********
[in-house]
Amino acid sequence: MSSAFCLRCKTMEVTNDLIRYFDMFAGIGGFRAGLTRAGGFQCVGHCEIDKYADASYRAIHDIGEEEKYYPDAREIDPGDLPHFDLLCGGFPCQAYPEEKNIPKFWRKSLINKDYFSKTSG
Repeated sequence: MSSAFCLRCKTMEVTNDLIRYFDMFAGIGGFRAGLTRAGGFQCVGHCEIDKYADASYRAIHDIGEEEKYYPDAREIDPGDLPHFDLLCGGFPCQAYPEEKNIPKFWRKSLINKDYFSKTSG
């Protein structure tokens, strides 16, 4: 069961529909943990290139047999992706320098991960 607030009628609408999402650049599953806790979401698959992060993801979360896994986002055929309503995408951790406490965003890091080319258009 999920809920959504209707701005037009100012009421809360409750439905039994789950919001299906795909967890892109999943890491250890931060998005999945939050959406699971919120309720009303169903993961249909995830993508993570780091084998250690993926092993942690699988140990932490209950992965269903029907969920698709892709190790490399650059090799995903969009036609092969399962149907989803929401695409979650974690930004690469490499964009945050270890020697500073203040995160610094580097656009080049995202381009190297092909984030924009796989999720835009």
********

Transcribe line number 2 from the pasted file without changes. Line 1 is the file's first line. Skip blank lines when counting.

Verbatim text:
Amino acid sequence: MSSAFCLRCKTMEVTNDLIRYFDMFAGIGGFRAGLTRAGGFQCVGHCEIDKYADASYRAIHDIGEEEKYYPDAREIDPGDLPHFDLLCGGFPCQAYPEEKNIPKFWRKSLINKDYFSKTSG